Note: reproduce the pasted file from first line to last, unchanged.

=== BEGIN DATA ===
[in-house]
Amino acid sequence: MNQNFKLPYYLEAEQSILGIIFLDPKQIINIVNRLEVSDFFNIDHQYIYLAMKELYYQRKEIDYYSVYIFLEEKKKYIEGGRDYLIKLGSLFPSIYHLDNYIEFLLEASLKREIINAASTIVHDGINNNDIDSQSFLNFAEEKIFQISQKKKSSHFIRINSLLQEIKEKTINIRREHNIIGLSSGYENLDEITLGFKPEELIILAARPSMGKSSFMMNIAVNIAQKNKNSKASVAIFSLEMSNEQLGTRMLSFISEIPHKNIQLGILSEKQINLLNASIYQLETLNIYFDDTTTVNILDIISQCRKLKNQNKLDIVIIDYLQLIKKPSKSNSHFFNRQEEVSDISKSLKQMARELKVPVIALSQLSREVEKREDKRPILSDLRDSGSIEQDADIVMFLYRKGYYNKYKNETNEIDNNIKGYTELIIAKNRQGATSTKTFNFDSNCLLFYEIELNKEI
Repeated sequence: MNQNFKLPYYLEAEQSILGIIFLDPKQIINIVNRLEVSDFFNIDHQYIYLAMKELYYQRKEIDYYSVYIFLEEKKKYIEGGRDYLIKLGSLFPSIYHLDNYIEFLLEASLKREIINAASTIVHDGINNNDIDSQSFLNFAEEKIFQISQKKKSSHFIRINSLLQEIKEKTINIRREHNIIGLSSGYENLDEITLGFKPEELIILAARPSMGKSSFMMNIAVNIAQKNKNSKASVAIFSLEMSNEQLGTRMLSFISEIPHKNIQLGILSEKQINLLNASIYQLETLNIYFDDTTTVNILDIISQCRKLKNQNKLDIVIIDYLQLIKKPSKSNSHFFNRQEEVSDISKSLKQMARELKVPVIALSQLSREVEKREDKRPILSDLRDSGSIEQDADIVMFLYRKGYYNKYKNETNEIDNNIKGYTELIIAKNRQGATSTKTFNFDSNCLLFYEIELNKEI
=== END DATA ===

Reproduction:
[in-house]
Amino acid sequence: MNQNFKLPYYLEAEQSILGIIFLDPKQIINIVNRLEVSDFFNIDHQYIYLAMKELYYQRKEIDYYSVYIFLEEKKKYIEGGRDYLIKLGSLFPSIYHLDNYIEFLLEASLKREIINAASTIVHDGINNNDIDSQSFLNFAEEKIFQISQKKKSSHFIRINSLLQEIKEKTINIRREHNIIGLSSGYENLDEITLGFKPEELIILAARPSMGKSSFMMNIAVNIAQKNKNSKASVAIFSLEMSNEQLGTRMLSFISEIPHKNIQLGILSEKQINLLNASIYQLETLNIYFDDTTTVNILDIISQCRKLKNQNKLDIVIIDYLQLIKKPSKSNSHFFNRQEEVSDISKSLKQMARELKVPVIALSQLSREVEKREDKRPILSDLRDSGSIEQDADIVMFLYRKGYYNKYKNETNEIDNNIKGYTELIIAKNRQGATSTKTFNFDSNCLLFYEIELNKEI
Repeated sequence: MNQNFKLPYYLEAEQSILGIIFLDPKQIINIVNRLEVSDFFNIDHQYIYLAMKELYYQRKEIDYYSVYIFLEEKKKYIEGGRDYLIKLGSLFPSIYHLDNYIEFLLEASLKREIINAASTIVHDGINNNDIDSQSFLNFAEEKIFQISQKKKSSHFIRINSLLQEIKEKTINIRREHNIIGLSSGYENLDEITLGFKPEELIILAARPSMGKSSFMMNIAVNIAQKNKNSKASVAIFSLEMSNEQLGTRMLSFISEIPHKNIQLGILSEKQINLLNASIYQLETLNIYFDDTTTVNILDIISQCRKLKNQNKLDIVIIDYLQLIKKPSKSNSHFFNRQEEVSDISKSLKQMARELKVPVIALSQLSREVEKREDKRPILSDLRDSGSIEQDADIVMFLYRKGYYNKYKNETNEIDNNIKGYTELIIAKNRQGATSTKTFNFDSNCLLFYEIELNKEI